The Abe administration has reportedly started preparations for introducing the “crime of conspiracy” by revising the law on the punishment of organized crime and the control of proceeds resulting from crime.

Although it has not been decided when a revision bill will be submitted to the Diet, there is the danger that it will give the government a strong weapon to control civic movements, especially those that oppose government policies.

The recently enacted state secrets law will not only greatly limit people’s access to government information but also punish those who try to get secret information even if they didn’t know it was designated as secret. The introduction of the crime of conspiracy will further weaken freedoms that have already been hollowed out by the secrecy law. So it is important for citizens to start a widely based action to stop this move by the administration.

If the crime of conspiracy is introduced, one could be punished for joining others to plan a crime even if it is not actually carried out or even if no concrete preparations have been made — a huge departure from the current principle that arrests can be made only when a crime has actually been committed or attempted.

In the past, the Liberal Democratic Party-New Komeito administration, including the first Abe administration in 2006, submitted three similar bills on criminal conspiracy to the Diet. All of them were killed because of the efforts of the opposition parties and the Japan Federation of Bar Associations. They feared that the bills’ loose definition of conspiracy could lead to abuse.

Judging from these earlier bills, the crime of conspiracy will likely cover more than 600 types of crimes punishable by at least four years of imprisonment at present, including murder and burglary.

Citizens need to remember that LDP Secretary-General Shigeru Ishiba only recently equated demonstrations against the state secrets bill with acts of terrorism and that the law already has a provision to sentence people who “conspire,” “incite” or “instigate” the leaking of designated secrets to up to five years in prison — even if the secrets have not been leaked.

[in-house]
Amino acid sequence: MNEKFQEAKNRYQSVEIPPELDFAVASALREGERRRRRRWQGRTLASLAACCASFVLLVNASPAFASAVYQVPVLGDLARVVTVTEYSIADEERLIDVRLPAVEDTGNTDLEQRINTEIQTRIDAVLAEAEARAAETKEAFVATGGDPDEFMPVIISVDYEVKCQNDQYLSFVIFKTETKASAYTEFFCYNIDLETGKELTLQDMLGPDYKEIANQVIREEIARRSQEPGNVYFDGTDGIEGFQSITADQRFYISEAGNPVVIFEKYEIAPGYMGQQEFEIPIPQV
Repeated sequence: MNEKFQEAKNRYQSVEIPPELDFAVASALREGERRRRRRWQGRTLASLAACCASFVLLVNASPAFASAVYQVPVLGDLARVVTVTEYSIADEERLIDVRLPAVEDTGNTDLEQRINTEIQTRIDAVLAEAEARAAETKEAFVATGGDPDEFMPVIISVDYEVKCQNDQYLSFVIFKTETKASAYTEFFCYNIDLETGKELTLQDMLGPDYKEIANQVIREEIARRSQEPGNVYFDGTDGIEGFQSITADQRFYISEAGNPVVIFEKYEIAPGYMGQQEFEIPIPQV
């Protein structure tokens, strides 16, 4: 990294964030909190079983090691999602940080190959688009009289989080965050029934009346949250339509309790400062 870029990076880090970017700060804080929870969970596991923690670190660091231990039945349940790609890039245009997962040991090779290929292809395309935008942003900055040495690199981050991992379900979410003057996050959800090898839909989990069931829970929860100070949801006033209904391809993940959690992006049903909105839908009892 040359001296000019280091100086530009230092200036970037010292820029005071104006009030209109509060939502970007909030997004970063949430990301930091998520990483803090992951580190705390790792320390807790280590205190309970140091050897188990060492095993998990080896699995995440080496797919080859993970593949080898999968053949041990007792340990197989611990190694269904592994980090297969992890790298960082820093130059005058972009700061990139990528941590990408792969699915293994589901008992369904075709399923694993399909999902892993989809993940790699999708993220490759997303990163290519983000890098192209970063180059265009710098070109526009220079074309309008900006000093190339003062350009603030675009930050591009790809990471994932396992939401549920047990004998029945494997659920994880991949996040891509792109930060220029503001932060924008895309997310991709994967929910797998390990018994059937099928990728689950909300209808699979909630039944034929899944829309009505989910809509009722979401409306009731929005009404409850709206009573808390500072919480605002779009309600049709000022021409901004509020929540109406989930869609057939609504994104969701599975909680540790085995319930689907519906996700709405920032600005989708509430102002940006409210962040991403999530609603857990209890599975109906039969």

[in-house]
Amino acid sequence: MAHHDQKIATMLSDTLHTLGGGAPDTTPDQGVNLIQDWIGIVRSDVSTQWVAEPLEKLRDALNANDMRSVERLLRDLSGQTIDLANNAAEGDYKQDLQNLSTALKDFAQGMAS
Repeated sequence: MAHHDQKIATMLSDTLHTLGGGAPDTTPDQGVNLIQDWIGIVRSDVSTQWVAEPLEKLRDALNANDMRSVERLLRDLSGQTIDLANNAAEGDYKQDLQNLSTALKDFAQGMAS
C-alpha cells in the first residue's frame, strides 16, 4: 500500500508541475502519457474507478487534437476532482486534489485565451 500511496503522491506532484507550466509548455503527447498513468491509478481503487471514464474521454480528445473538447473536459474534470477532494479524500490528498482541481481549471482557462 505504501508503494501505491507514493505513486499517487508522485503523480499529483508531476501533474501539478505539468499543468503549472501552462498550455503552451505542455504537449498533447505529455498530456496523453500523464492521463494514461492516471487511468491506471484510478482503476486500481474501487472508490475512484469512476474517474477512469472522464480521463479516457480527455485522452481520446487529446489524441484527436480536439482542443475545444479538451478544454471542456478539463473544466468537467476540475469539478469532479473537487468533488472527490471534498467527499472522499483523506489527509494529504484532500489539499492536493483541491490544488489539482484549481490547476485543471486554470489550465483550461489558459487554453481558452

It is inevitable that conspiracy investigations will widely employ informers as well as wiretapping, including the monitoring of email communications. Thus the crime of conspiracy could be used to suppress civic movements, serving as a tool to violate freedoms of speech, thought and expression as guaranteed by the Constitution.

The government will argue that the enactment of a bill to introduce the crime of conspiracy is needed for Japan to ratify the 2000 United Nations Convention Against Transnational Organized Crime, which Japan signed in December that year.

But the bill submitted in 2006 by the first Abe administration covered as many as 615 different types of crimes, including violations of the Road Traffic Law, the Corporate Tax Law, the Employment Security Law and the Public Offices Election Law. It is clear that to include such a wide range of crimes is incongruous with the aims of the U.N. convention, which targets crimes that are transnational in nature and involve criminal organizations.

The crime of conspiracy bill is the Abe administration’s second attack on citizens’ freedoms, following the state secrets law. Citizens must actively oppose the administration’s moves.

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